Last week, I discussed the Talmud’s declaration that “the world is a wedding,” a brief celebration that should be enjoyed to the full while it lasts. But what kind of enjoyment are the rabbis talking about? The passage in question mentions food and drink; but as we learned in this week’s Daf Yomi reading, the supreme earthly pleasure for the rabbis is always Torah study. This becomes clear in Eruvin 65a, when we hear about the study habits of Rav Chisda, whose daughter once asked him: “Does the master not need to doze a little?” Chisda replied with the Talmudic equivalent of “I’ll sleep when I’m dead”: “Soon [that is, in the grave], there will come days that are long [for the purpose of sleeping] and short [for the purpose of Torah study], and we will sleep very much.”
This is a kind of carpe diem, but utterly without the erotic hedonism usually associated with that phrase. Chisda’s sentence reminded me of the famous lines of the Latin poet Catullus, who pleaded with his lover: “For us, once our brief sun sets,/We must sleep an eternal night./Therefore give me a thousand kisses, then a hundred,/Then another thousand, then another hundred.” For the Roman, death was a reminder to make hay while the sun shines; for the Jew, it is a reminder to study Torah while the sun shines. Or, indeed, while the moon shines, for in the opinion of Shimon ben Lakish, “The moon was created specifically for Torah study.”
The proper discipline of the Talmud scholar was a major theme of the first part of Chapter 6 of Tractate Eruvin, which we began to read this week. Ostensibly, the subject of the chapter is a further refinement of the law of courtyard eruvs, which were discussed at the beginning of the tractate. When houses share a courtyard, or chatzeir, the owners are permitted to legally merge their residences for the purpose of Shabbat. This allows them to treat the whole courtyard as a private domain, in which carrying is permitted.
As long as all the residents of a courtyard are Jews, this doesn’t present a problem. But what happens, the Mishnah asks, if one of the residents is a non-Jew, an “idolater”? (The Hebrew term for idolater is rather poetic: oved kochavim, a servant of the stars.) The Tannaim rule that it is impossible for a Jew to establish an eruv with a non-Jew—or, for that matter, with a Jew who rejects the authority of the Oral Law (like the Second Temple-era Sadducees), and so believes eruvs to be illegitimate.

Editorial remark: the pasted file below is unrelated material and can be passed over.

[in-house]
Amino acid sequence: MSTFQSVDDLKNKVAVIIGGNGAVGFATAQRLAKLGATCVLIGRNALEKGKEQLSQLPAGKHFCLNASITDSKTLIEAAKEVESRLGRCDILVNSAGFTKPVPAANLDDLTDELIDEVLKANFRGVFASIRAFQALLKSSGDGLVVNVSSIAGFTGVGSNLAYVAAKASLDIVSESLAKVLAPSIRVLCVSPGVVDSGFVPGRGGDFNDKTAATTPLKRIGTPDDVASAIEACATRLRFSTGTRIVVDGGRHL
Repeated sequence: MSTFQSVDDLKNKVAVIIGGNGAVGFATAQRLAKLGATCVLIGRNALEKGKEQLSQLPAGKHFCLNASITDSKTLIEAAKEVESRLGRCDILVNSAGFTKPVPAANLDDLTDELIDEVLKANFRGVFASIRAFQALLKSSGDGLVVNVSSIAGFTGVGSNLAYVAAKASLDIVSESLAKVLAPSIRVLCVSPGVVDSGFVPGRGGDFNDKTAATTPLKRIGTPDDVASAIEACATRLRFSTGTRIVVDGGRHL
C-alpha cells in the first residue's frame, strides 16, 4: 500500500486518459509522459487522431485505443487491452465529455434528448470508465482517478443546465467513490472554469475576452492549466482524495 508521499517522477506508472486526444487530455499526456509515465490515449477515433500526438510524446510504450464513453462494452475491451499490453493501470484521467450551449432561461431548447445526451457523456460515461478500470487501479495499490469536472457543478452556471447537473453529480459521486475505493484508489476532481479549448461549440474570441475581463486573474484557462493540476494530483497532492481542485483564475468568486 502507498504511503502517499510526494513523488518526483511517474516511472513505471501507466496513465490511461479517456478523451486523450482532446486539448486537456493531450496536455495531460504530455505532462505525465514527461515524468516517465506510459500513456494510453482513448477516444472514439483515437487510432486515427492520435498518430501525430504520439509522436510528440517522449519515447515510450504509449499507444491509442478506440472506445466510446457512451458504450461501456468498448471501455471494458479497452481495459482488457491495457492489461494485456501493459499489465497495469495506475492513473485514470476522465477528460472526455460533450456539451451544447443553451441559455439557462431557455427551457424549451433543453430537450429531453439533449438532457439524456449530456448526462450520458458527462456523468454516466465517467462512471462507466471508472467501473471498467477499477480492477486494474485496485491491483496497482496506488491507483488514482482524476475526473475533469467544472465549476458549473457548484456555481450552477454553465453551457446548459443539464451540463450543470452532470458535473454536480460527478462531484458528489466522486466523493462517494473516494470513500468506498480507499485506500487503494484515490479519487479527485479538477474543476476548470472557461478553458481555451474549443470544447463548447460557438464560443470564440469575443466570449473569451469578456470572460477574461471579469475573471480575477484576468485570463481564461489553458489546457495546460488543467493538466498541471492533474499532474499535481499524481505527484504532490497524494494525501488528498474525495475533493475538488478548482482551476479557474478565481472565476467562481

The Gemara goes on to explain that the residence of an idolater has no legal status in Jewish law—it is considered ownerless, “similar to an animal stable.” Because a non-Jew can’t join in an eruv, the Jews in the courtyard must rent the premises of the non-Jew for the duration of Shabbat, using either a formal lease or what the rabbis call a “token lease,” one that requires only a nominal exchange of money.
This requirement was instituted, the Gemara candidly explains, specifically in order to make it difficult for a Jew to live alongside a non-Jew. In Talmudic times, the text makes clear, Jews and non-Jews were expected to regard each other with grave suspicion. To a Jew, “an idolater is suspected of having murderous intentions,” and conversely, “the idolater will be suspicious that the Jew is engaged in acts of sorcery.” For these reasons, the Talmud says, it is virtually unheard of for a Jew to live alone in a non-Jewish courtyard. By increasing the legal burden on a Jew cohabiting with non-Jews, the rabbis hoped to discourage such mingling even further. Clearly, multiculturalism is not a Talmudic value.